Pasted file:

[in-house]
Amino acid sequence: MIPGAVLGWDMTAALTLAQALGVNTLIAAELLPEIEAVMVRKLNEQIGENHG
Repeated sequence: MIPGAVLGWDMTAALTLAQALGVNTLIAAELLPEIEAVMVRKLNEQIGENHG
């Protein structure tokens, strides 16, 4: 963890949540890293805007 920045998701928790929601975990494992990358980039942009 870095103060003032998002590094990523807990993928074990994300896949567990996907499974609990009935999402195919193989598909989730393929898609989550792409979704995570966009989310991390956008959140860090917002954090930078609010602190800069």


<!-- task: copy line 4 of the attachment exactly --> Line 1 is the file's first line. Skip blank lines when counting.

């Protein structure tokens, strides 16, 4: 963890949540890293805007 920045998701928790929601975990494992990358980039942009 870095103060003032998002590094990523807990993928074990994300896949567990996907499974609990009935999402195919193989598909989730393929898609989550792409979704995570966009989310991390956008959140860090917002954090930078609010602190800069």